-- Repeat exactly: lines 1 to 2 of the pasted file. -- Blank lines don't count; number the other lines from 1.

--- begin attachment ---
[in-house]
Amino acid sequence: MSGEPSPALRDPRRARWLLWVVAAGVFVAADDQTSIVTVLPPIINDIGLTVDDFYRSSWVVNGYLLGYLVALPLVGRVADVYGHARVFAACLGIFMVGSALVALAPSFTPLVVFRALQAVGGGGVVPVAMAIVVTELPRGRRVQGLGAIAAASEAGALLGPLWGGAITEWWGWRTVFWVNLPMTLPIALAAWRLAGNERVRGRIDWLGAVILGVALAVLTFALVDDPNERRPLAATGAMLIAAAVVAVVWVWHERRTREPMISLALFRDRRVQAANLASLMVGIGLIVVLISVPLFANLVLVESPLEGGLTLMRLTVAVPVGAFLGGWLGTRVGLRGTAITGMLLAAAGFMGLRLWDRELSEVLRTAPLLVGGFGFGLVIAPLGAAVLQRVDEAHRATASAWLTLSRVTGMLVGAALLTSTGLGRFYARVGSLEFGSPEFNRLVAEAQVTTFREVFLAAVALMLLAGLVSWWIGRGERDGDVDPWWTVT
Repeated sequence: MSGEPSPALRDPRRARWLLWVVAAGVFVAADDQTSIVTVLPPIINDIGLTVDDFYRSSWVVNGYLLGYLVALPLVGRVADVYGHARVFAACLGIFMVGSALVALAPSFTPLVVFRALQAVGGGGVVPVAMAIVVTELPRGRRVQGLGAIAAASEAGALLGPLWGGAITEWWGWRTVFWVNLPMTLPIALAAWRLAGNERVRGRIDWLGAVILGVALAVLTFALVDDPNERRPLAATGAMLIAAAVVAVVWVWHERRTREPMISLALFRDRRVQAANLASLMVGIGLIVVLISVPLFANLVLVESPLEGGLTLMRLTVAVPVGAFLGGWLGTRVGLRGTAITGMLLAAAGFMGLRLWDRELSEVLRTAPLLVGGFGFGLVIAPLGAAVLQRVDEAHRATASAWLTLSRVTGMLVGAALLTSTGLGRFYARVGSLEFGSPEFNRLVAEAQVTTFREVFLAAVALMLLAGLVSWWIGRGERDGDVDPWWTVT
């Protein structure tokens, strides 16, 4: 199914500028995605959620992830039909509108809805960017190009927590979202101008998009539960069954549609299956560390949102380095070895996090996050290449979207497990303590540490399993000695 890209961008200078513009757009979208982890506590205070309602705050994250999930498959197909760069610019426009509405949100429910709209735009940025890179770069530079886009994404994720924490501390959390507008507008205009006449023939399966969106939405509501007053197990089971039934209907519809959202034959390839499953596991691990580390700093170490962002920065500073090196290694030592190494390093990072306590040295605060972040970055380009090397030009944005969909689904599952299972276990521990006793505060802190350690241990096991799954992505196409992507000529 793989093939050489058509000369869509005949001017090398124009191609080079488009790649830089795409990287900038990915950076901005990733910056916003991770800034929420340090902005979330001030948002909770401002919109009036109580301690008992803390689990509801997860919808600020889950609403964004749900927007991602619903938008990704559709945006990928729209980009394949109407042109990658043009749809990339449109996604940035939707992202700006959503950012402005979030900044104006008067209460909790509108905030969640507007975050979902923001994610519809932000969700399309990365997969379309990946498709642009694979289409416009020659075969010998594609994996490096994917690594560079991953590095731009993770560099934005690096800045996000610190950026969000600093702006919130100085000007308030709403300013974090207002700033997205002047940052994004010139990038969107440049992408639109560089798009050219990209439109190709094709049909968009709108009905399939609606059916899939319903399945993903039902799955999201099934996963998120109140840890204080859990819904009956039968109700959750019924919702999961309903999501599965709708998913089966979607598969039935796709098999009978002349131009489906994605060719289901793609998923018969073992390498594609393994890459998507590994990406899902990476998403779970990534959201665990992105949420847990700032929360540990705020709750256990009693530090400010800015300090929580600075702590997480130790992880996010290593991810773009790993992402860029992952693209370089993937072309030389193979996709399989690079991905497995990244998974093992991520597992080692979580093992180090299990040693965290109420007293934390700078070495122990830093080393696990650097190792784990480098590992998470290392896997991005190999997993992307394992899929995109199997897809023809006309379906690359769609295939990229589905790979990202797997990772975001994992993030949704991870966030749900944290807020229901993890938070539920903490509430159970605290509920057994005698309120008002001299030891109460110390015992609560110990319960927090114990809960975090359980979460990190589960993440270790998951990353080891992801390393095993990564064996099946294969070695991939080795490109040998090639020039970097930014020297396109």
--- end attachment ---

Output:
[in-house]
Amino acid sequence: MSGEPSPALRDPRRARWLLWVVAAGVFVAADDQTSIVTVLPPIINDIGLTVDDFYRSSWVVNGYLLGYLVALPLVGRVADVYGHARVFAACLGIFMVGSALVALAPSFTPLVVFRALQAVGGGGVVPVAMAIVVTELPRGRRVQGLGAIAAASEAGALLGPLWGGAITEWWGWRTVFWVNLPMTLPIALAAWRLAGNERVRGRIDWLGAVILGVALAVLTFALVDDPNERRPLAATGAMLIAAAVVAVVWVWHERRTREPMISLALFRDRRVQAANLASLMVGIGLIVVLISVPLFANLVLVESPLEGGLTLMRLTVAVPVGAFLGGWLGTRVGLRGTAITGMLLAAAGFMGLRLWDRELSEVLRTAPLLVGGFGFGLVIAPLGAAVLQRVDEAHRATASAWLTLSRVTGMLVGAALLTSTGLGRFYARVGSLEFGSPEFNRLVAEAQVTTFREVFLAAVALMLLAGLVSWWIGRGERDGDVDPWWTVT